CAN - SPAM Act - Explained
What is the CAN-SPAM Act?
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What is the CAN-SPAM Act?
Controlling the Assault of Non-Solicited Pornography and Marketing Act 2003 or commonly known as the CAN-SPAM Act sets forth the rules for the sending commercial e-mails. Violation of the provisions of these rules is punishable under the federal law. The CAN-SPAM Act was enacted by the Congress in 2003 and was signed by President George W. Bush on December 16, 2003. The law came into effect on January 1, 2004. The law makes the Federal Trade Commission responsible for enforcing its provisions. Among other provisions, the Act makes it mandatory to include identifying information like a return address in the commercial e-mails, it prohibits the sender from including any misleading or deceptive statements or mail header and it gives recipients the rights to unsubscribe from a mailing list and after unsubscribing they must not receive any more emails from the sender.
How Does the CAN-SPAM Act Work?
Controlling the Assault of Non-Solicited Pornography and Marketing Act 2003 was enacted as a response to the increasing rate of complaints regarding the spam emails. Senator Conrad Burns and Senator Ron Wyden sponsored the bill in Congress. According to the law, any electronic mail message the primary purpose of which is the commercial advertisement or promotion of a commercial product or service, comes under the purview of the CAN-SPAM Act. This includes the electronic mails promoting content on commercial websites. The aim of enacting the CAN-SPAM Act was to regulate the commercial electronic mail nationally and protect the interest of recipients against misleading information and deceptive marketing methods. The act doesnt ban the spam emailing altogether, but it formulates a few rules and regulation about how to send such emails. The Act prohibits the senders of such emails from sending any information which is "materially false or misleading". The law further requires them to follow certain rules regarding the format, content, and labeling of such emails. The provisions of the law also empower the recipients to decline to receive such emails. The main requirements under the CAN-SPAM Act are as follows-
- There should not be any false or misleading header information in the email. The "From", "To" and "Reply To" must be clear and it must have legitimate routing information. The domain name and email address of the sender must be mentioned accurately so that the recipient can identify the person or business who initiated the message.
- The Subject line of the message must not be misleading. It should clearly communicate the content of the message. The message must contain at least one line.
- The mail must clearly and conspicuously disclose that it contains advertisement. There are a number of methods of how to do this, but it is mandatory to identify the message as an ad.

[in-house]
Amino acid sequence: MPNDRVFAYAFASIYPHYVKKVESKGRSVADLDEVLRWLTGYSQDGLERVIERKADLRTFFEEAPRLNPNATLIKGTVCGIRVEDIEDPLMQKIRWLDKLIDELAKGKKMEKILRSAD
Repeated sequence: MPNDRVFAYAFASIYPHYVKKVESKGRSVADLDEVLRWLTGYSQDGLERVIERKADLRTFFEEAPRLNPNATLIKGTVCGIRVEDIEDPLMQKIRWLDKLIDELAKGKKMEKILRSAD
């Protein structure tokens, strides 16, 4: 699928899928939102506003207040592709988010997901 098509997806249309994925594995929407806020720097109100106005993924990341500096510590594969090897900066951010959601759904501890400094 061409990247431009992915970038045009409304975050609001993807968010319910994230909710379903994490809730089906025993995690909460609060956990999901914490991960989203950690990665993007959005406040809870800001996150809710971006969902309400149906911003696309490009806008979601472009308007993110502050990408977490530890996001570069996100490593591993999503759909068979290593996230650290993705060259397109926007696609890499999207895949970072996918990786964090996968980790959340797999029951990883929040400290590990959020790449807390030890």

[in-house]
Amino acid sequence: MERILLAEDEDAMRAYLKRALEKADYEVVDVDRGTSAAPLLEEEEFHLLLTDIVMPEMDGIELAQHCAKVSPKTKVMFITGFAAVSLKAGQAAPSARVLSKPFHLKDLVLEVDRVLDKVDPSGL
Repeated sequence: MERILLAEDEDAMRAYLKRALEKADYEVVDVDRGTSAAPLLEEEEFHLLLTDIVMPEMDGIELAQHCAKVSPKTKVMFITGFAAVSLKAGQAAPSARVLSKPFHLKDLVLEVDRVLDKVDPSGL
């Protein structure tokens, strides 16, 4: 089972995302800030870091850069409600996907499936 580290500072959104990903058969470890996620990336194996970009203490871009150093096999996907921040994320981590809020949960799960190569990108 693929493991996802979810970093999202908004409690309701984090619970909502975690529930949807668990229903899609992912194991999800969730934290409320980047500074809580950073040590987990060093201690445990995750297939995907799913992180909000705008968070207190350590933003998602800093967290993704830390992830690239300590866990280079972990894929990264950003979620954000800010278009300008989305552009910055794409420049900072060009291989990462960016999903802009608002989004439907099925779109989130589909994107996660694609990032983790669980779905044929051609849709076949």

- The mail must include a valid physical postal address where the sender can be reached. It may be the current street address of the sender, a registered post office box with U.S Postal Service or a private mailbox registered with a commercial mail receiving agency established under the regulations of Postal Service.
- The message must clearly mention how the recipient can opt out of getting any email from that sender in the future. It must be written in such a way that it is easy and understandable for an ordinary person. The recipient must be able to communicate their choice easily via a return mail or any other simple internet-based service.
- A recipient must be allowed to utilize the unsubscribing mechanism at least for 30 days after receiving the mail. The sender must comply with the unsubscribe request within 10 business days of receiving it. The sender must not charge any fee from the recipient against the request. They also must not ask for any personal identifying information about the recipient other than their email addresses. The mechanism of unsubscribing must be easy and simple. Sending a reply email or visiting a single page on a website should solve the issue. After receiving an opt-out request from the recipients their email addresses cannot be sold or transferred to a third-party for any purposes other than complying with the request. The sender can only hand it over to a company who they have hired to get help in complying with the CAN-SPAM Act.
- If a business hires another company for handling email marketing, both companies are responsible for complying with the provisions of the CAN-SPAM Act. If the law is violated while sending the emails, both of them might have to face legal action.
For each separate email that fails to comply with the provisions of the CAN-SPAM Act, the sender may have to pay a penalty up to $41, 484. The Act clearly mentions all its requirements and certain misinterpretations and fraudulent practices may be viewed as criminal offenses. Those are as follows- Use of hijacked computer for sending spam emails. Sending spam emails using multiple email accounts which are obtained by falsifying account registration information. Sending multiple spam emails using an Internet Protocol address that is not owned by the sender but he or she falsely claims so. The CAN-SPAM Act has been criticized on several occasions for failing to prohibit many types of spam emails. The critics also argue the CAN_SPAM Act obstructs the implementation of some state laws that would otherwise ensure practical means of redressal for the victims. It also prohibits the states to enact a stronger act for anti-spam protection. The Act was also criticized because it doesn't require a company to take prior permission for sending the marketing messages.
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